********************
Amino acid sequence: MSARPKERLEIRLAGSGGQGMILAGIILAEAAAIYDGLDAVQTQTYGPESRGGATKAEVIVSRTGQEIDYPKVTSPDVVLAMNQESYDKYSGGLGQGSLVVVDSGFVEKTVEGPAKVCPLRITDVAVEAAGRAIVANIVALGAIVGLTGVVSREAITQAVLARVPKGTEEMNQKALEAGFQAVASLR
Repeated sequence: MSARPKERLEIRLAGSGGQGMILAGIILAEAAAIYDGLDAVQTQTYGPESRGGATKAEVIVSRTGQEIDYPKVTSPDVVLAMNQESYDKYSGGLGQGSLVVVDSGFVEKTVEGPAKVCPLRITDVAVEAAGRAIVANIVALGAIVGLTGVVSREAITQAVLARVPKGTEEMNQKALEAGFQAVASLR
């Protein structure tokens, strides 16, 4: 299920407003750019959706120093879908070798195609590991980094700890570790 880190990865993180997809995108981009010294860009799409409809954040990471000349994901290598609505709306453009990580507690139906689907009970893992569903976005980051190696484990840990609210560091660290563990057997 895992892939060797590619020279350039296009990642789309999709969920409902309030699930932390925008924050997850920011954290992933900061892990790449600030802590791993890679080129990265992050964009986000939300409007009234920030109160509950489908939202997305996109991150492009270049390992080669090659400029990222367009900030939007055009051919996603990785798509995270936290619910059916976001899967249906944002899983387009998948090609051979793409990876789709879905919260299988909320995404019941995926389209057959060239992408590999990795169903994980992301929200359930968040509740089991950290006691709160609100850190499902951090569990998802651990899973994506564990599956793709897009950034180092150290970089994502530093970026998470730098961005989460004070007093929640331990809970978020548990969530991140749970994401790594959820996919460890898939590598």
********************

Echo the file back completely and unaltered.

Amino acid sequence: MSARPKERLEIRLAGSGGQGMILAGIILAEAAAIYDGLDAVQTQTYGPESRGGATKAEVIVSRTGQEIDYPKVTSPDVVLAMNQESYDKYSGGLGQGSLVVVDSGFVEKTVEGPAKVCPLRITDVAVEAAGRAIVANIVALGAIVGLTGVVSREAITQAVLARVPKGTEEMNQKALEAGFQAVASLR
Repeated sequence: MSARPKERLEIRLAGSGGQGMILAGIILAEAAAIYDGLDAVQTQTYGPESRGGATKAEVIVSRTGQEIDYPKVTSPDVVLAMNQESYDKYSGGLGQGSLVVVDSGFVEKTVEGPAKVCPLRITDVAVEAAGRAIVANIVALGAIVGLTGVVSREAITQAVLARVPKGTEEMNQKALEAGFQAVASLR
């Protein structure tokens, strides 16, 4: 299920407003750019959706120093879908070798195609590991980094700890570790 880190990865993180997809995108981009010294860009799409409809954040990471000349994901290598609505709306453009990580507690139906689907009970893992569903976005980051190696484990840990609210560091660290563990057997 895992892939060797590619020279350039296009990642789309999709969920409902309030699930932390925008924050997850920011954290992933900061892990790449600030802590791993890679080129990265992050964009986000939300409007009234920030109160509950489908939202997305996109991150492009270049390992080669090659400029990222367009900030939007055009051919996603990785798509995270936290619910059916976001899967249906944002899983387009998948090609051979793409990876789709879905919260299988909320995404019941995926389209057959060239992408590999990795169903994980992301929200359930968040509740089991950290006691709160609100850190499902951090569990998802651990899973994506564990599956793709897009950034180092150290970089994502530093970026998470730098961005989460004070007093929640331990809970978020548990969530991140749970994401790594959820996919460890898939590598």